Steve: Okay, cool. So Tom hey, we’ve been chatting for quite a while, and I just wanted to thank you for coming to the show. In case anyone has any questions, where can they get access to you? Do you have a twitter handle that you use or?

Tom: Sure, I’m on twitter @Tkulzer, K-U-L-Z-E-R, you can also find a whole bunch of my info on– I just have like it’s kind of embarrassing actually, but I have a personal site at Tomkulzer.com, and I’m also really hard to find here at AWeber at Tom@aweber.com, so yeah, so I’m not shy about giving up my email address and you know I only ask that if you generally have a like a question that our front line solutions team can handle, please try to ask them there first, I can’t become the sole support person for 100,000 people, so-

Steve: Absolutely.

Tom: That doesn’t work, if there is ever an issue that needs escalating you are not able to get response to you know free to drop me a line, I’m am more than happy to reply, so to get something to get an issue sorted out so we have…

Steve: And you know I use AWeber and I’ve used it for probably five years, maybe six years now. I’ve strayed, and I’ve always come back, and I think your support is top notch and whenever there is a problem I seem to always get the answer right way, and that’s why I am sticking with you guys here on out. No more straying.

Tom: Sure, I appreciate it. You know I always look at that as you know it give you context for what else is out in the market place, and I feel that is important for people to do it. You know I want folks to know what’s out there and to have tried it and to realize what the differentiators are, and you know often can’t tell that without having given them a shot. So you know I always hope that everyone comes back and that’s awesome to hear, and I really appreciate your business over the such a long period of time.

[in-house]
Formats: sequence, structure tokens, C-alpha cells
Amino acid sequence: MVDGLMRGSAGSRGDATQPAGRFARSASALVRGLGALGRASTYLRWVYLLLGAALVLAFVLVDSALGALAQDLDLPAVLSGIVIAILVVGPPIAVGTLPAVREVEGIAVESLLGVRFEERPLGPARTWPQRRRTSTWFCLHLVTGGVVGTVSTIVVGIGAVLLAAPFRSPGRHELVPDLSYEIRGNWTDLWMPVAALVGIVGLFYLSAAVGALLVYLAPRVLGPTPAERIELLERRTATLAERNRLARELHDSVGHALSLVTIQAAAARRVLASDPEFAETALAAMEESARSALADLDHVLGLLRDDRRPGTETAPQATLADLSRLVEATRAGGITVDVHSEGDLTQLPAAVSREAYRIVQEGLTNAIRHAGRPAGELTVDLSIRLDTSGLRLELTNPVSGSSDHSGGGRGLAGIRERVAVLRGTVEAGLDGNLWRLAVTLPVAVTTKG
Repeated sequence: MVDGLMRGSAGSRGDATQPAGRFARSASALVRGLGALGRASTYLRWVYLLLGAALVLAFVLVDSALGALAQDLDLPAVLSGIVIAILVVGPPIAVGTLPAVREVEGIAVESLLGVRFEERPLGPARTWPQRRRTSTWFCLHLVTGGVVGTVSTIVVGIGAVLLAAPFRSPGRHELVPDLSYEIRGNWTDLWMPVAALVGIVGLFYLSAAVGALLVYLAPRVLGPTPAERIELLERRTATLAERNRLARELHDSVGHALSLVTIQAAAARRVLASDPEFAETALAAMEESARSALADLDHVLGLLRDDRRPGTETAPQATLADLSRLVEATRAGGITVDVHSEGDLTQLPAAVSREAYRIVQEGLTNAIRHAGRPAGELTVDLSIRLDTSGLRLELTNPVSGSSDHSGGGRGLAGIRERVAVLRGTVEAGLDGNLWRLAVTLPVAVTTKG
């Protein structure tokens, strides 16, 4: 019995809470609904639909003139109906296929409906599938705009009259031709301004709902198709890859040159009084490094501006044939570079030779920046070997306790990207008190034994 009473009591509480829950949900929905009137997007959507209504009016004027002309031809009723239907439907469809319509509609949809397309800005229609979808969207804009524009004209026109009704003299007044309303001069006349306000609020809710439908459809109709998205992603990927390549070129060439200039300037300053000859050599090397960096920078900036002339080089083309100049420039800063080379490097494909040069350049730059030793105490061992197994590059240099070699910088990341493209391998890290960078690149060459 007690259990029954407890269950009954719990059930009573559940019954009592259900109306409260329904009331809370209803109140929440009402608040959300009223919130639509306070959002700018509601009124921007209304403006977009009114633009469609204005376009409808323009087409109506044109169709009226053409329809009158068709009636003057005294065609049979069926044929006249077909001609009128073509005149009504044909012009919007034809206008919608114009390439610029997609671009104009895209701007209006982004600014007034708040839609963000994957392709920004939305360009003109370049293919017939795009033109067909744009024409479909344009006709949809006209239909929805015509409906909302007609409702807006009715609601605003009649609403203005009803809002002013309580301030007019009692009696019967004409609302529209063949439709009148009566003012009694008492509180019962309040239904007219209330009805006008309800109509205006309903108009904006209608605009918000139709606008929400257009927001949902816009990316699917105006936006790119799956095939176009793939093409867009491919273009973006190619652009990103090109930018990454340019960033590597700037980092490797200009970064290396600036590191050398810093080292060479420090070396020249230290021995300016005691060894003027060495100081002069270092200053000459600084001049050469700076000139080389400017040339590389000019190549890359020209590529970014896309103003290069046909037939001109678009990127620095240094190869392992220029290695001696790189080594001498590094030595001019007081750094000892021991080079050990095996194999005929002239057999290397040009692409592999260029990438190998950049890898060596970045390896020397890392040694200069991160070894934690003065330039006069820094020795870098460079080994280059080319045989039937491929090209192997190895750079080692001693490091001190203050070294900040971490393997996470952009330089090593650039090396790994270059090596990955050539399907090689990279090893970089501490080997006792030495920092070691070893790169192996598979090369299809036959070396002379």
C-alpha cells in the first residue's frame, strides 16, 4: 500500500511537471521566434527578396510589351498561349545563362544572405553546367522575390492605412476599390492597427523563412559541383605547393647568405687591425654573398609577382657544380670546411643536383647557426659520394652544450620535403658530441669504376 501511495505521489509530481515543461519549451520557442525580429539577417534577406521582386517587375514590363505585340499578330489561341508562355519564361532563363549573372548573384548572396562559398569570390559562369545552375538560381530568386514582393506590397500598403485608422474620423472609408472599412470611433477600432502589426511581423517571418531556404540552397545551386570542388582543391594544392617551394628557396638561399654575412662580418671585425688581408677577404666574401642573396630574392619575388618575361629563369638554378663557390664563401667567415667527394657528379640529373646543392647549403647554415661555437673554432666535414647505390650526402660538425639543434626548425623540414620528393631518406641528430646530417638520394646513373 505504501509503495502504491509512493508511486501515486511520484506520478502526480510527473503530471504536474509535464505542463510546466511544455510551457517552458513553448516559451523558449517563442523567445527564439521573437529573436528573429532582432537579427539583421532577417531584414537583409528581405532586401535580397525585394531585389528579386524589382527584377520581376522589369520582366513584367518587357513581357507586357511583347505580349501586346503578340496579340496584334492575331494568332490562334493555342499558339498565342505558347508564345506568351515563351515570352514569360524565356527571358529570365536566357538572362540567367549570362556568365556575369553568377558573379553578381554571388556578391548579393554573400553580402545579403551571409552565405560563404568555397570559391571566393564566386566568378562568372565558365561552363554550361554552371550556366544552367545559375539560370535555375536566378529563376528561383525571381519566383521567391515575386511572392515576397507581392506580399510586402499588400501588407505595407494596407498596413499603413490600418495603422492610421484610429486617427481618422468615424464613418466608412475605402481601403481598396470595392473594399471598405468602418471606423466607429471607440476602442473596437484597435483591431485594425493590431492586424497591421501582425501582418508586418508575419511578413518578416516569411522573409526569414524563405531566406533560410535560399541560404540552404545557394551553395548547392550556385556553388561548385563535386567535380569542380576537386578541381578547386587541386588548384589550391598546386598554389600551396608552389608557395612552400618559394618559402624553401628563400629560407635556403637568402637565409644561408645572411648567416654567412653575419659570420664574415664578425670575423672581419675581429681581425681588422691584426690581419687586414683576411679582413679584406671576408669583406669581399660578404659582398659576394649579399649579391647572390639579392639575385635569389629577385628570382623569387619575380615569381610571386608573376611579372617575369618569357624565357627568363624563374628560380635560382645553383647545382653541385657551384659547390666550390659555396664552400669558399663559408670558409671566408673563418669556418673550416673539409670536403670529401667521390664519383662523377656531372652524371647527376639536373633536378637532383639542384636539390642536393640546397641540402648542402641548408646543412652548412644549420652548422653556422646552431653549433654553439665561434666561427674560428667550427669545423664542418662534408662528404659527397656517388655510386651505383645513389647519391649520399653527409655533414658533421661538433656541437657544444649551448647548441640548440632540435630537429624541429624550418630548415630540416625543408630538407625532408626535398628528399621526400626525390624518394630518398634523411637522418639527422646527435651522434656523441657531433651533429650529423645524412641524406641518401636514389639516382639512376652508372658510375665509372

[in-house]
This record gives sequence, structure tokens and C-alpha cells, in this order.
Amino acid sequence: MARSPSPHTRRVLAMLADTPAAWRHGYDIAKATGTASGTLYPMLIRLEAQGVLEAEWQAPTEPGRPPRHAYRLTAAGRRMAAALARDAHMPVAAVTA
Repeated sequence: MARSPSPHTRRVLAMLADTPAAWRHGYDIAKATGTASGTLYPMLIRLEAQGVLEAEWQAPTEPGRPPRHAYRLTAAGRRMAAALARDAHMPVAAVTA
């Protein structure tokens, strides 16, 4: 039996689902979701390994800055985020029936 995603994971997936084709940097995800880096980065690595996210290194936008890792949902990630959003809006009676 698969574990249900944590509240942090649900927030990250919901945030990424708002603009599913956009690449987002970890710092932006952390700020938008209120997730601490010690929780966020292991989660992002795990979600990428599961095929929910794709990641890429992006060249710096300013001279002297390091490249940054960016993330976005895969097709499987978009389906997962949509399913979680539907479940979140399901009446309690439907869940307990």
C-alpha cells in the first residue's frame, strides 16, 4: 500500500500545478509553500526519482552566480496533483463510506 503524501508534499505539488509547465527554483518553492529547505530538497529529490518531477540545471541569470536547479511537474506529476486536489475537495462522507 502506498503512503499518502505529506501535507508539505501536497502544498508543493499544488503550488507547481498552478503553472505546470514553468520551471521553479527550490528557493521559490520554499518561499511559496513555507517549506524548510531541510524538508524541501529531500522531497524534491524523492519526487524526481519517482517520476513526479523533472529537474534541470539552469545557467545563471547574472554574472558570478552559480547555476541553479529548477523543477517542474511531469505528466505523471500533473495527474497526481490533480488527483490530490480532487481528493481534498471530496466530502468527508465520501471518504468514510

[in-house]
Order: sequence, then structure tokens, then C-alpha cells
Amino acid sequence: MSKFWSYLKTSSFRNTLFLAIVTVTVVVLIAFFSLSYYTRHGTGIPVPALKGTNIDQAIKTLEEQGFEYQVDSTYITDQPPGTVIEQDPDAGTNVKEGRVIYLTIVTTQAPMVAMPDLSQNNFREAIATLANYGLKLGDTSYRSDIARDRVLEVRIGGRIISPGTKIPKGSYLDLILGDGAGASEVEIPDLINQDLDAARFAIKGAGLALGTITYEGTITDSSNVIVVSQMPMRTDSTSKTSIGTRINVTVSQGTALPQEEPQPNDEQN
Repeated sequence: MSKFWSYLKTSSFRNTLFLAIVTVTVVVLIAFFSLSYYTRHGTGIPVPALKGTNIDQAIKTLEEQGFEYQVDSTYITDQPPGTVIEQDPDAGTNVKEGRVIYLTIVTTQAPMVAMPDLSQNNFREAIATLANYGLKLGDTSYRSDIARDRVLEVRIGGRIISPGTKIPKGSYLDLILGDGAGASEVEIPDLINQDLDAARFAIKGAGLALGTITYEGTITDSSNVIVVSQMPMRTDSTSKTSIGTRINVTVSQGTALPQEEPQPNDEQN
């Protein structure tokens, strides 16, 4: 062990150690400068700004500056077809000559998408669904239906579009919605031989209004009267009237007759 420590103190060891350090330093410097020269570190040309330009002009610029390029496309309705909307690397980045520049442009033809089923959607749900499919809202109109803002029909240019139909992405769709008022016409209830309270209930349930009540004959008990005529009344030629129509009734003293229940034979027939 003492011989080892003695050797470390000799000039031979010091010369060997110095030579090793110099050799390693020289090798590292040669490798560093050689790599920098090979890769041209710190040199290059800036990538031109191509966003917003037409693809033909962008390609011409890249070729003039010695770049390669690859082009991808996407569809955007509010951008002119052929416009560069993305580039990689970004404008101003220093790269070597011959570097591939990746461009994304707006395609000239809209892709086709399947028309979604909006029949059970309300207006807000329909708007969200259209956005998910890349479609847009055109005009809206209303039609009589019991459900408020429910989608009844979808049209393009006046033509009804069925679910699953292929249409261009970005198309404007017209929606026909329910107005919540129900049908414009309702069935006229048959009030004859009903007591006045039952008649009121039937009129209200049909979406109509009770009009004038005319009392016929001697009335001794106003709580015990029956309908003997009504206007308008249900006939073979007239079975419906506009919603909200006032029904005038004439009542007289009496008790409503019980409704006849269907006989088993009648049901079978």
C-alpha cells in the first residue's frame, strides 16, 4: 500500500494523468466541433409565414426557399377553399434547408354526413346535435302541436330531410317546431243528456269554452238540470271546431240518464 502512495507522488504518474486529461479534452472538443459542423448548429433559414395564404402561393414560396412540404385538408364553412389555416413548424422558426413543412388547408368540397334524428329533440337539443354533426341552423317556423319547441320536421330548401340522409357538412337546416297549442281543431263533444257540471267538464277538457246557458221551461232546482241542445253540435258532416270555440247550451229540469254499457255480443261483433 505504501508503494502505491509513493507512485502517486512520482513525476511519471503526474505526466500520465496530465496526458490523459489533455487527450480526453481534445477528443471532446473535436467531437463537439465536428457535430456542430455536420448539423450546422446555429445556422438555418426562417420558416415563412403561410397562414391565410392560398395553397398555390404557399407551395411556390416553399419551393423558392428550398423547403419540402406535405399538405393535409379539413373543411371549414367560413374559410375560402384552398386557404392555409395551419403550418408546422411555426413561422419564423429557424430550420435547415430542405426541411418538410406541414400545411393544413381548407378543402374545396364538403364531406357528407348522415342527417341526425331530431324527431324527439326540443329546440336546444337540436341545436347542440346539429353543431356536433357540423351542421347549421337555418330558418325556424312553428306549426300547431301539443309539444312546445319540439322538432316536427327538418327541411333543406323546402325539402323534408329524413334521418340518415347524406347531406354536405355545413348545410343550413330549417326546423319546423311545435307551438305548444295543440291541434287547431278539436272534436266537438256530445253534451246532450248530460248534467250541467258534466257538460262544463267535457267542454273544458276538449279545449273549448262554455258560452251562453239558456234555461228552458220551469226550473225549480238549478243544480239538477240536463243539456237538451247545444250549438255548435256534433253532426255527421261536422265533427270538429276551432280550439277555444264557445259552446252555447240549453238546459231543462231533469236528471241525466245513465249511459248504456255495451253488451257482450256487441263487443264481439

Hope to continue to earn that going forward, and I think from a business perspective that’s always really important to realize, because it’s like you know you can earn a customer, but you have to keep earning that customer every single day, so you can’t take that relationship for granted.

Steve: Absolutely, hey Tom thanks a lot for coming to the those man, it’s great talking to you.

Tom: I appreciate it, thanks for having me on Steve.

Steve: All right take care.

Hope you enjoyed that episode, I am a huge fan of AWeber, and I can say with a straight face that AWeber is responsible for probably 90% of the income from my blog no joke, and if you aren’t doing email today, then you really have to get your but in gear. For more information about this episode go to Mywifequitherjob.com/episode66.

And if you enjoyed this episode, please go to iTunes and leave me a review, because when you write me a review, it not only makes me feel proud but it helps keep my podcast up in the ranks so other people can use this information, find the show more easily and get awesome business advice from my guests. It’s also the best way to support the show. And please tell your friends because the greatest complement that you can give me is to provide a referral to someone else, either in person or to share it on the web.

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3 thoughts on “066: How Tom Kulzer Started AWeber, A Top Email Marketing Provider With Over 150k Users”

  1. Anne says:

    HA! It was so refreshing to hear that accounts with more than 1000 subscribers are the execption, not the rule… and that people fudge their numbers 🙂
    This was great, thank you Tom and Steve.

  2. Michelle Marcus says:

    Did you ever write a blog post comparing all the mailing list providers?

    I’d love to see a comparison of them all and your experiences.

    Thanks,
    Michelle